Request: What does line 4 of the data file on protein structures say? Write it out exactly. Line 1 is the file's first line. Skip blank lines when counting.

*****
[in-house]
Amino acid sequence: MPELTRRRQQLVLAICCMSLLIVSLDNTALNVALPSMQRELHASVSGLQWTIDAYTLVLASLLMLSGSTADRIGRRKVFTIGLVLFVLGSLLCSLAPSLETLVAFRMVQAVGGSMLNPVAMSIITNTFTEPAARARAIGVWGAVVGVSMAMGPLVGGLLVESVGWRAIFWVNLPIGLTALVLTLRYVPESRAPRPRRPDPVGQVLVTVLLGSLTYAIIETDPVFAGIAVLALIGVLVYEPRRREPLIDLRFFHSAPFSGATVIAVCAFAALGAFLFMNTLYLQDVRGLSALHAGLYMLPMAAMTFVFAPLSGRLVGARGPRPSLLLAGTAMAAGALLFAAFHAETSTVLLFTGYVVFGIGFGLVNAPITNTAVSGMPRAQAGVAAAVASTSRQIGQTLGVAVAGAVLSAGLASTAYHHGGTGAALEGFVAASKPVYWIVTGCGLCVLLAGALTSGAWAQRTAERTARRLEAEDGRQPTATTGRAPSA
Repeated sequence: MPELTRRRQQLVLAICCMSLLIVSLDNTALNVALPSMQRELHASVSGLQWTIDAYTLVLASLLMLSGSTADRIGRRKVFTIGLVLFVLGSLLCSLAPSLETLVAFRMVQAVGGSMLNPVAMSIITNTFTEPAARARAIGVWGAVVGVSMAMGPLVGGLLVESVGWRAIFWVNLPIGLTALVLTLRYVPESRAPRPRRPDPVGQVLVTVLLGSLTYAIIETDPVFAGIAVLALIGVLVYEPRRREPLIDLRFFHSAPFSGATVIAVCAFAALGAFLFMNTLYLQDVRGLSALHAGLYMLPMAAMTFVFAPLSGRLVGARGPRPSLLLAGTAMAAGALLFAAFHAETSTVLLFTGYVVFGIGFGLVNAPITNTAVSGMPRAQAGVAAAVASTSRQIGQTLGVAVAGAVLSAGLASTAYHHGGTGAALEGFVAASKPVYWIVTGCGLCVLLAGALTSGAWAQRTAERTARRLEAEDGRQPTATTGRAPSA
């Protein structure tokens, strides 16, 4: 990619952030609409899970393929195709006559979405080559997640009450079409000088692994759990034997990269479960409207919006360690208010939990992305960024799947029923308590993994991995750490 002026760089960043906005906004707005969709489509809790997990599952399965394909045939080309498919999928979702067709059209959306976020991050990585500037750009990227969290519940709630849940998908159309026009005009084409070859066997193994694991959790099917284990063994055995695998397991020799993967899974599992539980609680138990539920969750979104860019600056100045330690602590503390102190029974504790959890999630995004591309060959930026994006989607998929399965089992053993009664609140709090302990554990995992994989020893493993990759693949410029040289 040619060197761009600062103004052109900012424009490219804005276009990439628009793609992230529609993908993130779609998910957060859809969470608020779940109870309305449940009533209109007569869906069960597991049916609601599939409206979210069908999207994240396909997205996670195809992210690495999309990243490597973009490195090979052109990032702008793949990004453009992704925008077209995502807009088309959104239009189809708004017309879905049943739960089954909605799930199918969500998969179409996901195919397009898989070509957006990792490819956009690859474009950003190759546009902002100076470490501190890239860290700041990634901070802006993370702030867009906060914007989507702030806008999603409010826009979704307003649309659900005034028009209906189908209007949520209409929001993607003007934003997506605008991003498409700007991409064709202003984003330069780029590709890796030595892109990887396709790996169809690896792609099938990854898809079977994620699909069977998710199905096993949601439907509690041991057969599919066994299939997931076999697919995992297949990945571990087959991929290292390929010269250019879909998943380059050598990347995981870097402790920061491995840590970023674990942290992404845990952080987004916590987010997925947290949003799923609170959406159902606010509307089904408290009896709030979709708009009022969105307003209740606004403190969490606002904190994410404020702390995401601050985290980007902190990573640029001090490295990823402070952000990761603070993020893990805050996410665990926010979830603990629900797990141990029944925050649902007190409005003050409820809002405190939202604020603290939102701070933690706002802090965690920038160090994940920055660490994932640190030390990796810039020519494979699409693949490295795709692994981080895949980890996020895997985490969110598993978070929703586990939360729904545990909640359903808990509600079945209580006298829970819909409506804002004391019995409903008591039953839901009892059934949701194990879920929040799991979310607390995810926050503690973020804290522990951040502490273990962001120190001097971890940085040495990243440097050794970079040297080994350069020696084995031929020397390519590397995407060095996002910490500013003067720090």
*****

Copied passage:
């Protein structure tokens, strides 16, 4: 990619952030609409899970393929195709006559979405080559997640009450079409000088692994759990034997990269479960409207919006360690208010939990992305960024799947029923308590993994991995750490 002026760089960043906005906004707005969709489509809790997990599952399965394909045939080309498919999928979702067709059209959306976020991050990585500037750009990227969290519940709630849940998908159309026009005009084409070859066997193994694991959790099917284990063994055995695998397991020799993967899974599992539980609680138990539920969750979104860019600056100045330690602590503390102190029974504790959890999630995004591309060959930026994006989607998929399965089992053993009664609140709090302990554990995992994989020893493993990759693949410029040289 040619060197761009600062103004052109900012424009490219804005276009990439628009793609992230529609993908993130779609998910957060859809969470608020779940109870309305449940009533209109007569869906069960597991049916609601599939409206979210069908999207994240396909997205996670195809992210690495999309990243490597973009490195090979052109990032702008793949990004453009992704925008077209995502807009088309959104239009189809708004017309879905049943739960089954909605799930199918969500998969179409996901195919397009898989070509957006990792490819956009690859474009950003190759546009902002100076470490501190890239860290700041990634901070802006993370702030867009906060914007989507702030806008999603409010826009979704307003649309659900005034028009209906189908209007949520209409929001993607003007934003997506605008991003498409700007991409064709202003984003330069780029590709890796030595892109990887396709790996169809690896792609099938990854898809079977994620699909069977998710199905096993949601439907509690041991057969599919066994299939997931076999697919995992297949990945571990087959991929290292390929010269250019879909998943380059050598990347995981870097402790920061491995840590970023674990942290992404845990952080987004916590987010997925947290949003799923609170959406159902606010509307089904408290009896709030979709708009009022969105307003209740606004403190969490606002904190994410404020702390995401601050985290980007902190990573640029001090490295990823402070952000990761603070993020893990805050996410665990926010979830603990629900797990141990029944925050649902007190409005003050409820809002405190939202604020603290939102701070933690706002802090965690920038160090994940920055660490994932640190030390990796810039020519494979699409693949490295795709692994981080895949980890996020895997985490969110598993978070929703586990939360729904545990909640359903808990509600079945209580006298829970819909409506804002004391019995409903008591039953839901009892059934949701194990879920929040799991979310607390995810926050503690973020804290522990951040502490273990962001120190001097971890940085040495990243440097050794970079040297080994350069020696084995031929020397390519590397995407060095996002910490500013003067720090």